At first I have to admit that I wondered if this was a sign that I was more interested in conversion than I had previously thought. Maybe wanting to do these Jewish things meant I should be Jewish after all? The idea scared me, but as I explored it I realized it wasn’t quite right. Instead, I came to a conclusion that feels a little like a soap bubble, shimmering and delicate. I can want these things and still be content, because my I have simply added a facet to my faith that wasn’t there before. I am becoming a little bit of what my children will be born into, an interfaith woman in an interfaith household. These traditions belong to my family, and I am part of my family, and therefore they belong to me, too.

That is such a scary declaration to make. Scary because I am waiting for someone hateful to find it and tell me I am less of a Christian because of it. Scary because I am waiting to be told that I am not Jewish enough (at all) to have any right to those prayers, songs, or foods. Scary because I am waiting for someone to come along and burst my little soap bubble. But here I am, making that scary declaration. I am stepping into that in-between place where it is never easy to be, and deciding I would like to set up camp there.

Saying out loud to my new friend that I am intermarried was not an intentional choice of language, but I think from now on it will be. As much as it is a scary declaration, it is also the best way I can begin to convey that my faith doesn’t come with his and hers towels.

This week, I’ll take apples and honey and honey cakes to a pagan, Mexican, Native American celebration and ring in at least two or three different kinds of new years. If anyone asks, yes, I’m bringing those foods because of the proximity to Rosh Hashanah, and yes, I’m okay with that. Or at least, I’m working on it.

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It’s about time for a lighthearted post, and I have just the thing. Food!

Specifically, my mama’s gazpacho recipe. This is one of those foods which will forever be associated with summer for me, since it was one of my mother’s favorite things to make for picnic suppers. She would make up a huge batch and bring it to the pool, setting it out on the wire patio tables in an enormous pottery bowl. Crusty bread was a must, the obligatory green salad, and beer for the grownups. We would usually be meeting up with another family, and the grownups would be carrying on with grownup things while the kids did kid things and argued that we could totally go back in the water even though we just ate. I can’t tell you how much I treasure the memory of those lazy summer evenings, running around the pool, in the pool, or in the grass along the treeline behind the tennis courts where we knew the best spots to find blackberries and honeysuckle. Gazpacho has become a summery comfort food, reminiscent of those firefly-chasing, barefeet-in-the-grass, chlorine-laden nights.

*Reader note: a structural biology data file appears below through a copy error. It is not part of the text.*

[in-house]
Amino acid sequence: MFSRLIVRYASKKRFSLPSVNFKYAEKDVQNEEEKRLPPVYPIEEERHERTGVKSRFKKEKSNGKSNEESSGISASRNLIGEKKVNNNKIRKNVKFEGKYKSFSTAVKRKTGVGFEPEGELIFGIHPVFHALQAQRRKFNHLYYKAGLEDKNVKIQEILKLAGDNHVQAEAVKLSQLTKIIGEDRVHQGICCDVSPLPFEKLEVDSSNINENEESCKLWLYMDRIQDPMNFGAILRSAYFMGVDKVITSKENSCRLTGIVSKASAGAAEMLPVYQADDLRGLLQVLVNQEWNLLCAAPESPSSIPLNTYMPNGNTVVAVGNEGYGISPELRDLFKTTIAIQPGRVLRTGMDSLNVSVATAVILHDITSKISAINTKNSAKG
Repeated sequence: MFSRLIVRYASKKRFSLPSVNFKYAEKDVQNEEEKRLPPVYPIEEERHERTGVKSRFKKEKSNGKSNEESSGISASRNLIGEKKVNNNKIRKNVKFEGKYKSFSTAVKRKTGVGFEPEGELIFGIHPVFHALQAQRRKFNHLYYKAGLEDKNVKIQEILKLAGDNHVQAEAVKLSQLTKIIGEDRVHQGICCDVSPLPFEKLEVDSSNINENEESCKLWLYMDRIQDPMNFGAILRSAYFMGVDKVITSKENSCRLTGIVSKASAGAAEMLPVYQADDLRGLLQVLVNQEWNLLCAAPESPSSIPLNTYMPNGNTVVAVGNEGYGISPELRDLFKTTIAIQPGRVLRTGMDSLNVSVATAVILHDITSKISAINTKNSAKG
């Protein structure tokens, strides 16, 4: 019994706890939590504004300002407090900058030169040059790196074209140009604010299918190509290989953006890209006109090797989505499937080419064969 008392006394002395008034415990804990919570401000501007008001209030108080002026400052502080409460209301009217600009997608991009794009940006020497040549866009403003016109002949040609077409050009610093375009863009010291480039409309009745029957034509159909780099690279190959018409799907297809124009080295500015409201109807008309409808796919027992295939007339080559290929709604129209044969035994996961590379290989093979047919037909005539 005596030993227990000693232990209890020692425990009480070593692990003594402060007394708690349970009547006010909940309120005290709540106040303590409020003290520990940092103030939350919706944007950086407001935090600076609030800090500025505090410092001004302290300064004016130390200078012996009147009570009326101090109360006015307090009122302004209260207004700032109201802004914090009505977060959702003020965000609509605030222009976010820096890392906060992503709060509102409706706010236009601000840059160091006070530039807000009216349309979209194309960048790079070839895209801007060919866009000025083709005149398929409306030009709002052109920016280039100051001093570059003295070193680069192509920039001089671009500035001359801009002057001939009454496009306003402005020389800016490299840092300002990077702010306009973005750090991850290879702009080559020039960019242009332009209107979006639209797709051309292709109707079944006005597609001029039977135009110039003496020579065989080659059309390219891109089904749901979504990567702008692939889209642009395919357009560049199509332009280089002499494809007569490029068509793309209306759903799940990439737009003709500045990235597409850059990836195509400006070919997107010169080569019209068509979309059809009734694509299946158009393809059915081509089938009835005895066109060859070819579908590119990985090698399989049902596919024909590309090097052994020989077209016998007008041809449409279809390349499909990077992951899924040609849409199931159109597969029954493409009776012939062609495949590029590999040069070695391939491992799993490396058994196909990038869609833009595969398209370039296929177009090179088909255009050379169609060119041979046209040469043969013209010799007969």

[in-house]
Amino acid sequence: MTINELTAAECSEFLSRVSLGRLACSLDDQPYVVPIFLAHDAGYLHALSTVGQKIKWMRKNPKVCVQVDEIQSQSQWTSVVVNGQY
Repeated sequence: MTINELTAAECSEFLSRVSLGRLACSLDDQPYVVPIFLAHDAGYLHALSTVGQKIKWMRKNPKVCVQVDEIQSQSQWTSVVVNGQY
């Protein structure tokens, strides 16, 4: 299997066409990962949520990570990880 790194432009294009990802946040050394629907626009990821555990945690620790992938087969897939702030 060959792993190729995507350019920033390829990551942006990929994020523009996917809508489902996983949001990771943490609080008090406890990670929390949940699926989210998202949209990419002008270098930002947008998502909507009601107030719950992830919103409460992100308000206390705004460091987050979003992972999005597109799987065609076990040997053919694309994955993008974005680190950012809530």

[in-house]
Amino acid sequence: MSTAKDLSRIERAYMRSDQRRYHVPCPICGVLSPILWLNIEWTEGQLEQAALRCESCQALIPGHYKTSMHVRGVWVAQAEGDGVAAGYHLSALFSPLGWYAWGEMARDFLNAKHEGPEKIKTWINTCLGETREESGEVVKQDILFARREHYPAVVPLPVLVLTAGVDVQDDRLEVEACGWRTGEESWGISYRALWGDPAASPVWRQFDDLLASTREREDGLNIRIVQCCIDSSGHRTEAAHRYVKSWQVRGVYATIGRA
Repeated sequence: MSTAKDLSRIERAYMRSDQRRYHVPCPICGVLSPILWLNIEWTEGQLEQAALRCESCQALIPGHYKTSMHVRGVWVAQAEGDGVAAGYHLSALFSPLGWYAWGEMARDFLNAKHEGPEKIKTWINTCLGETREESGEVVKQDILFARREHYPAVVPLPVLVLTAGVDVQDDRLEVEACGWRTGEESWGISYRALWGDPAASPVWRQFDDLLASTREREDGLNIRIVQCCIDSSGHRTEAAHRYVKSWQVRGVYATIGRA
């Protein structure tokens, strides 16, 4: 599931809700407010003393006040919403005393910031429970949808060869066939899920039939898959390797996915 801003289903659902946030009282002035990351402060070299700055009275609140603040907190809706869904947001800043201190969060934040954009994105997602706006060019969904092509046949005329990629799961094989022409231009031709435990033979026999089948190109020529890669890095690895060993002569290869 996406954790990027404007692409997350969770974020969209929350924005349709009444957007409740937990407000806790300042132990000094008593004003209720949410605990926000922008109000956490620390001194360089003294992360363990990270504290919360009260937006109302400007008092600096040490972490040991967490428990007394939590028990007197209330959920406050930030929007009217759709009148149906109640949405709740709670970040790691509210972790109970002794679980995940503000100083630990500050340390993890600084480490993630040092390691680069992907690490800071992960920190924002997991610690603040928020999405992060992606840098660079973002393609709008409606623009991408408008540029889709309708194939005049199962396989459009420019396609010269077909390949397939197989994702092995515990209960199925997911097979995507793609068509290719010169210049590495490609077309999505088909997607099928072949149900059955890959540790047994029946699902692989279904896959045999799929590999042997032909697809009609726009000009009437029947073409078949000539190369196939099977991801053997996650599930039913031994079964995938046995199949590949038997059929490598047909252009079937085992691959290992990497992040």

The ironic part is, I hated gazpacho. Detested. I thought the idea of cold soup was hideous, and I was fairly certain that my mother had radically misunderstood a recipe she read somewhere for (hot) tomato soup. In fact, I had a very strong suspicion that she was making the whole thing up, which would explain the crazy-sounding “gazpacho” name in the first place. Nasty, nasty stuff. I groaned every time I heard that was the dish of choice for the evening. I really thought it was one of the most disgusting things on the planet, truly and honestly.